I really liked the original Mx., which, with its creamy-spicy-woody character (à la Cadjméré by Parfumerie Generale), was a bright and casual affair. The innovation here, with Mxxx., is that Barbara Hermann and her perfumer for Eris Parfums, Antoine Lie, decided to up the stakes by adding a large dose of 7% natural ambergris tincture, cacao from Trinidad, and hyraceum tincture to the formula. The difference this has made to the bones of the perfume is striking. It’s not just that the natural ambergris has made the perfume warmer, siltier, more animalic – which it has – but that the furniture has been rearranged in a way that makes me think it’s another room entirely.

Each time I wear Mxxx., it overwrites my memory of the original a little bit more. I remember the original smelling like sandalwood, if sandalwood was made of pine, milk, hazelnuts, and chocolate oranges – sexy in a tousled, white cotton t-shirt kind of way. Mx. was firmly unisex, or just ever so slightly feminine-leaning, and clearly a perfume for daylight hours.

Mxxx., by contrast, is a smeary creature of the night and more emphatically masculine. The bright chocolate-orange sandalwood of the original has been replaced with a smoky butter note, which is held in place by an quasi-fecal cedarwood with bitter, chocolatey undertones.

In its total effect, Mxxx. still smells like sandalwood to me, but a much earthier, more aromatic version than the milky ‘saffron orange’ sweetness of the original. The butter-cacao undertone here is unctuous but roughened with a kitten’s lick of grey sea salt that catches at your throat and stops the scent from smelling overtly gourmand. The incense, subtle spices, and the musky cedarwood give the scent a dry, gauzy texture, like ash from a wood fire blown into the air.   

Animalic? Technically, yes, I suppose it is. But Mxxx. isn’t one of those fragrances that sacrifices smoothness or wearability at the altar of animalic authenticity. I think we’ve all smelled scents where castoreum smells like the pissiest, driest, most urine-soaked piece of leather imaginable, or where their natural ambergris smells alarmingly like halitosis, horse dander, and low-tide harbor. While I admire those kind of scents for pushing boundaries, and for testing our tolerance for the unabridged ‘realness’ of animal secretions at their rawest, they sure as hell can be a trial to wear.

Give me something like Mxxx. any day. It smells great, and sexy in a skin-like kind of way, but never like something that’s playing a game of chicken with me. It really isn’t any more challenging or animalic than, say, the full-bodied, all-original-woods-and-civet-intact lasciviousness of 1980s-1990s perfume, like Samsara (Guerlain) or Ubar (Amouage) or Creed’s fantastic Jasmin Impératrice Eugenie (not that Mxxx. smells like these, particularly; I’m just referring to a similar ‘generosity’ in their proportions of thick, pongy-sandalwoody-French-perfumeyness).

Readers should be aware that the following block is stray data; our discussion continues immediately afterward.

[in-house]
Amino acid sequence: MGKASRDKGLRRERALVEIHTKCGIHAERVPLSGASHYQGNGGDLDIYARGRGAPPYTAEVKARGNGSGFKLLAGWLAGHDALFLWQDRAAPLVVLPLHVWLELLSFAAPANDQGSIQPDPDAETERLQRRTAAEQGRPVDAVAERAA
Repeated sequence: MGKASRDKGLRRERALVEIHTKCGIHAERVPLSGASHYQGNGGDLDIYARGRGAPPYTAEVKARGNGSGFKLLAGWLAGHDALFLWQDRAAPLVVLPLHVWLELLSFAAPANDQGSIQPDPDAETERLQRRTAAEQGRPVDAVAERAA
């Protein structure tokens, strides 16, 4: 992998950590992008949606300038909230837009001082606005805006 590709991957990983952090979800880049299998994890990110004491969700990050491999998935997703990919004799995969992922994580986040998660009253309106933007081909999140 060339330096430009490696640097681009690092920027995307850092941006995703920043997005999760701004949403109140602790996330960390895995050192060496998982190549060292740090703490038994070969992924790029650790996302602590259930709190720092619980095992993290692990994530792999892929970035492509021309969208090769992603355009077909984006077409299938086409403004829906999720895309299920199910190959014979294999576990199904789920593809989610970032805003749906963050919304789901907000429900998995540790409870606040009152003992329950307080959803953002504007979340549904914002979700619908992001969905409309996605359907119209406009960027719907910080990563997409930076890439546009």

The smoked butter note is, for me, the primary animalic element. It smells a bit fatty and skin-like, at first, before the smoke and ashy woods arrive to dry it all out. The smoke here is subtle, rising in curlicues up from the bottom of the scent, and sifting its way lazily through the salty, melty cocoa-butter of the topnotes. This is not the strong smoke of cade or birch tar, but rather the rubbery, sweet smoke of the tire leather in (vintage) Bvlgari Black.

It’s a genuinely sexy perfume, this minxy Mxxx., but not in an immediately obvious way – far more Hot Priest from Fleabag, let’s say, than the knowingly calculated (and boringly obvious) head-tilt of George Clooney.

Source of sample: Barbara Hermann very kindly sent me a sample to test (with no obligation to write about it), for which I am very grateful.  I believe that wearing it has increased my sexual attractiveness by about 156%, but I work with scientists, so I should say that there’s no real evidence to support that figure outside of my own imagining.

Photo by Pablo Merchán Montes on Unsplash

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DSH Perfumes Series: Gourmand

21st September 2018

 

Welcome to Part 3 (Gourmand) of my series on DSH Perfumes, the American indie perfume brand helmed by the talented and prolific Dawn Spencer Hurwitz. For those of you joining me just now, let me recap a little.

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Areej Le Doré Oud Zen v. Oud Piccante v. Russian Oud

11th February 2018

 

Let’s do a little side-by-side with the Areej Le Doré ouds, shall we? It will be kind of like when Basenoters start threads pitting one fragrance against another, like prize bulls, only hopefully not as cutthroat. My reviews will be purely impressionistic – short on helpful detail and long on the images that jump to mind when I wear them, so if you’re in the market for a quick take, read on. If you’re looking for something more detailed, look anywhere else. If that’s not a fair warning, then I don’t know what is…

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Strangelove NYC: silencethesea, meltmyheart, & deadofnight

5th February 2018

 It’s difficult to figure out what Strangelove NYC is, as a brand. If you were to go by appearances alone – the fashionably minimalistic, almost text-free website, the $260 perfume necklaces with 1.25mls of perfume oil, the fact that Helena Christiansen is the brand’s spokesperson – you’d be forgiven for writing these off as perfumes for New York socialites, designed to look banging on the glossy, bronzed neck of a supermodel as she poses for a photo to go with her ITC Top Shelf interview.

 

But you’d be wrong.